We have been journeying a little more than an hour amongst the verdure of the growing corn that lies upon the fields like a carpet, when suddenly, beyond the little houses and tress of a village, quite a different world is disclosed—the familiar world of glare and death which presses so closely upon inhabited Egypt: the desert! The desert of Libya, and now as ever when we come upon it suddenly from the banks of the old river it rises up before us; beginning at once, without transition, absolute and terrible, as soon as we leave the thick velvet of the last field, the cool shade of the last acacia. Its sands seem to slope towards us, in a prodigious incline, from the strange mountains that we saw from the happy plain, and which now appear, enthroned beyond, like the monarchs of all this nothingness.
The town of Abydos, which has vanished and left no wrack behind, rose once in this spot where we now stand, on the very threshold of the solitudes; but its necropoles, more venerated even than those of Memphis, and its thrice-holy temples, are a little farther on, in the marvellously conserving sand, which has buried them under its tireless waves and preserved them almost intact up till the present day.
The desert! As soon as we put foot upon its shifting soil, which smothers the sound of our steps, the atmosphere too seems suddenly to change; it burns with a strange new heat, as if great fires had been lighted in the neighbourhood.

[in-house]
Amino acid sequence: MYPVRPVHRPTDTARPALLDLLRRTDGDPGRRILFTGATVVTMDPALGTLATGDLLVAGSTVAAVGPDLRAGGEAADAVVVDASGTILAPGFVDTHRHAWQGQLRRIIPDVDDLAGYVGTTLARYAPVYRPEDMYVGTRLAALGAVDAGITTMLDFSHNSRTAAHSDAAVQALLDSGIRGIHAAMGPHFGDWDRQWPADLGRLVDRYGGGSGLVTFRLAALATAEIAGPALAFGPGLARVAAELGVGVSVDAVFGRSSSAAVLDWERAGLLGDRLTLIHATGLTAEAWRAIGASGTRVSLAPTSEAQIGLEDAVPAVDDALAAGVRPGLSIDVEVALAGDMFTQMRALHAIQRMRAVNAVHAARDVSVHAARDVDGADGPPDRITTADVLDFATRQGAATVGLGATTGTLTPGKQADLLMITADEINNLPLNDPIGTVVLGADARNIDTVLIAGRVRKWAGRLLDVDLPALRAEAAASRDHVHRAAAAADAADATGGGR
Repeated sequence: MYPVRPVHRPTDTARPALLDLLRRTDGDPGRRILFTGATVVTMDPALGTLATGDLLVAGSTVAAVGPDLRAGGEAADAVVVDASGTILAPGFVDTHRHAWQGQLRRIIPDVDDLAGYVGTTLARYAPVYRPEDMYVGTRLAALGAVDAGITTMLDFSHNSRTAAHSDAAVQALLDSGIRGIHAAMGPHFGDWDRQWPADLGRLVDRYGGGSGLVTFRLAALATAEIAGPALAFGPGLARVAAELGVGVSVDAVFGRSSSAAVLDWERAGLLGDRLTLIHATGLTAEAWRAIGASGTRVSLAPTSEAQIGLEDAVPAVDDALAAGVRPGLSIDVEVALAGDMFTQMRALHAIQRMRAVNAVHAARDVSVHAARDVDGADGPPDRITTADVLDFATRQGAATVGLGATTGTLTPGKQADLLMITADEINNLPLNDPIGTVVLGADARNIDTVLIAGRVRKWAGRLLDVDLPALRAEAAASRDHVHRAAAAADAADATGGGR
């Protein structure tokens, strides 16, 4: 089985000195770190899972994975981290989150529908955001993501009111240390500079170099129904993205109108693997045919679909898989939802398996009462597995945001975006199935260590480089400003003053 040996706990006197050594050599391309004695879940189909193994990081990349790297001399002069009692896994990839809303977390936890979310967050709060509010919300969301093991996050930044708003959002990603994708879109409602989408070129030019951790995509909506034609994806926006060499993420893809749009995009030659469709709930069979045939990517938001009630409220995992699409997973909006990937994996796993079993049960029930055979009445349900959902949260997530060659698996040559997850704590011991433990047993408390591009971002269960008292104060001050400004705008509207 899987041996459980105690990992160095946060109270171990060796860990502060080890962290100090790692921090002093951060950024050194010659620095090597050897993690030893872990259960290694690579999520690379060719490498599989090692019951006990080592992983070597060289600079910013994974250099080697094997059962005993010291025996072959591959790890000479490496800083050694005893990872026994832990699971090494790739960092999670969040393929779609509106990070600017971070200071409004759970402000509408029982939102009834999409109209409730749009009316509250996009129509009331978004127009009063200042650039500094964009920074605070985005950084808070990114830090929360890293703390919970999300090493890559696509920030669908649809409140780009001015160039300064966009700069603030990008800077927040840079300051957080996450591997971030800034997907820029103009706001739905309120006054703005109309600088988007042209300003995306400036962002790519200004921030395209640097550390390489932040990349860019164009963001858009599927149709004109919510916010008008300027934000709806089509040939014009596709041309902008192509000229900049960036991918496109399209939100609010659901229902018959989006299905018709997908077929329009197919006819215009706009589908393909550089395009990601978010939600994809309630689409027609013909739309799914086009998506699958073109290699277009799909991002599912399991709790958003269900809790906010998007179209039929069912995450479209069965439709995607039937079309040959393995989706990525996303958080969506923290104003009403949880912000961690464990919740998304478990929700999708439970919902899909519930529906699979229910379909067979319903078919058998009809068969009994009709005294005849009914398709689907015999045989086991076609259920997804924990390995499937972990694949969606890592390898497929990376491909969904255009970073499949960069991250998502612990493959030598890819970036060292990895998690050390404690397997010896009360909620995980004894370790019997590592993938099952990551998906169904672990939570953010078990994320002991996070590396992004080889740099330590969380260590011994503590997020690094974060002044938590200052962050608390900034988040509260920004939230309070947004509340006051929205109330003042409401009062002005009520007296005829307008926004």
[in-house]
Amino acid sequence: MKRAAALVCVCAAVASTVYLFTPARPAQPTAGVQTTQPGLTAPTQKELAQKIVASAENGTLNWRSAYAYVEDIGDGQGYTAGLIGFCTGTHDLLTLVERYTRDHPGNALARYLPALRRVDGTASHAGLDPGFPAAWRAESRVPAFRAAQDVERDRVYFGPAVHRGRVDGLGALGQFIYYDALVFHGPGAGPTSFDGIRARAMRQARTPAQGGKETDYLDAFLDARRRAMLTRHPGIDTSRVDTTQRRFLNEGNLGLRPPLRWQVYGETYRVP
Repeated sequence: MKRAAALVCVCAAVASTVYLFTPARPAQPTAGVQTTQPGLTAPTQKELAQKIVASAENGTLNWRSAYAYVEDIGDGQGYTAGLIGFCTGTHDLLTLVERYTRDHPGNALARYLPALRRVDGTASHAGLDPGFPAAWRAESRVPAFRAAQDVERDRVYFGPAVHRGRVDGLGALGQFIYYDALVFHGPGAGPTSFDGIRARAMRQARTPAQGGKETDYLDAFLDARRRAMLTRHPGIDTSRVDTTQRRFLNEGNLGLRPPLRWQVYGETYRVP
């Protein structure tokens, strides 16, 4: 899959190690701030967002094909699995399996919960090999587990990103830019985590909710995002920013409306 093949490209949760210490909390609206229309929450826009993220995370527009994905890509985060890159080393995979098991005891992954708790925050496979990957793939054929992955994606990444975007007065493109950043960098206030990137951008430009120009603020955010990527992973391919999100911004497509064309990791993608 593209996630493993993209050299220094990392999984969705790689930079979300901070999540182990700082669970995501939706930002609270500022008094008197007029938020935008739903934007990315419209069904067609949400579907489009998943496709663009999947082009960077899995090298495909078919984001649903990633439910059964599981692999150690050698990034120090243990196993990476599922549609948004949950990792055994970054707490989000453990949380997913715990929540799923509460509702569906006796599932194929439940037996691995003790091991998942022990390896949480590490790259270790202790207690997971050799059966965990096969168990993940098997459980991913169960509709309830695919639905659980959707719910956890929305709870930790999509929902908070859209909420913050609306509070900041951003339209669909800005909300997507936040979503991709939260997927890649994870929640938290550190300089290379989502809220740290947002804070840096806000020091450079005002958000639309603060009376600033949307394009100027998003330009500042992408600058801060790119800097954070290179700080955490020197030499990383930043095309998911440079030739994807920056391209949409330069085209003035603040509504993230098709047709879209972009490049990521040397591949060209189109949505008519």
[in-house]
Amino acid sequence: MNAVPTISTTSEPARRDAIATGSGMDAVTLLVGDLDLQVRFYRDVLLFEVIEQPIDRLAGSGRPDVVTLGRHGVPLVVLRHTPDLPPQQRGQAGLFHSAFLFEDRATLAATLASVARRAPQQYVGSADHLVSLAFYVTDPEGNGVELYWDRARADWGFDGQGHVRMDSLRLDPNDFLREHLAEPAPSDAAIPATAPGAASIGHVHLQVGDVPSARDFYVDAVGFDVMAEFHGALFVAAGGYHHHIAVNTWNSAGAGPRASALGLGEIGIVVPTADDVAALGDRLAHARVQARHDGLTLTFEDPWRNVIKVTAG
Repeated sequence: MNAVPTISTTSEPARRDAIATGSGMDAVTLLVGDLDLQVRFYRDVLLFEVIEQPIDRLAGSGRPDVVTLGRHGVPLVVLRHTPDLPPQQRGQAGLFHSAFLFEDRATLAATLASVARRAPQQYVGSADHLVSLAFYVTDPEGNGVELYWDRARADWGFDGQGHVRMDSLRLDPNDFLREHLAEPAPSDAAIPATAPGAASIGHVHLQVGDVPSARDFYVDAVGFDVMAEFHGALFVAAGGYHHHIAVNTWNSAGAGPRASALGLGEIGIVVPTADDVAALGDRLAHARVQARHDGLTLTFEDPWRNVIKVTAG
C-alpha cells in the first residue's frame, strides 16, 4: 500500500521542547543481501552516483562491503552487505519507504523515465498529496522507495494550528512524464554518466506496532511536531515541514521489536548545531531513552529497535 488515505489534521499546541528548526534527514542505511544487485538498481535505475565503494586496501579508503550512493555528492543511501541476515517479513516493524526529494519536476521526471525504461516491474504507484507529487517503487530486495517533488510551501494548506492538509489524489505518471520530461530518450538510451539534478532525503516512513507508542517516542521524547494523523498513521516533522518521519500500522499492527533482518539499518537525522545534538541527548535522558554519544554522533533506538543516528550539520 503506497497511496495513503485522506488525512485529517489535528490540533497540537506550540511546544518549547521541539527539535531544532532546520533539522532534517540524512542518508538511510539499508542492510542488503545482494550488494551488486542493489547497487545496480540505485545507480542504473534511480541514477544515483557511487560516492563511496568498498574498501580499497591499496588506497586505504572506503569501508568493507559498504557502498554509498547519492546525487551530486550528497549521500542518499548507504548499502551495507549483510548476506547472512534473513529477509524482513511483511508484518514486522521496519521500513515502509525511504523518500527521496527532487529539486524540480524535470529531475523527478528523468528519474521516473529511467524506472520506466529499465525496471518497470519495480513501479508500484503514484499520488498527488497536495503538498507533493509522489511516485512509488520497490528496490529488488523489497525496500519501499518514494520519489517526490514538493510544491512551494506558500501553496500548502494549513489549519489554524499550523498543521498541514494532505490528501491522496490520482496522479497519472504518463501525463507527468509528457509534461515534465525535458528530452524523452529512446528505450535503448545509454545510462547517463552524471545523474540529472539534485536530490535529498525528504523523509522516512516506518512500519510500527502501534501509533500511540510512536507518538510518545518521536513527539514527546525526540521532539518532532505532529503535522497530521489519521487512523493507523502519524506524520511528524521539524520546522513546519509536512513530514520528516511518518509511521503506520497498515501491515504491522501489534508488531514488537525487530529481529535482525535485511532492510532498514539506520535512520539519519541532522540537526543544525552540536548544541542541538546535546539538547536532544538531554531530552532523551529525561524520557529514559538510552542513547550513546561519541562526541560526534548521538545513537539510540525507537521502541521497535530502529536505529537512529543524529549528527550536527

And this whole domain of light and drought, right away into the distance, is shaded and streaked with the familiar brown, red and yellow colours. The mournful reflection of adjacent things augments to excess the heat and light. The horizon trembles under the little vapours of mirage like water ruffled by the wind. The background, which mounts gradually to the foot of the Libyan mountains, is strewn with the debris of bricks and stones—shapeless ruins which, though they scarcely rise above the sand, abound nevertheless in great numbers, and serve to remind us that here indeed is a very ancient soil, where men laboured in centuries that have drifted out of knowledge. One divines instinctively and at once the catacombs, the hypogea and the mummies that lie beneath!
These necropoles of Abydos once—and for thousands of years—exercised an extraordinary fascination over this people—the precursor of peoples—who dwelt in the valley of the Nile. According to one of the most ancient of human traditions, the head of Osiris, the lord of the other world, reposed in the depths of one of the temples which to-day are buried in the sands. And men, as soon as their thought commenced to issue from the primeval night, were haunted by the idea that there were localities helpful, as if were, to the poor corpses that lay beneath the earth, that there were certain holy places where it behoved them to be buried if they wished to be ready when the signal of awakening was given. And in old Egypt, therefore,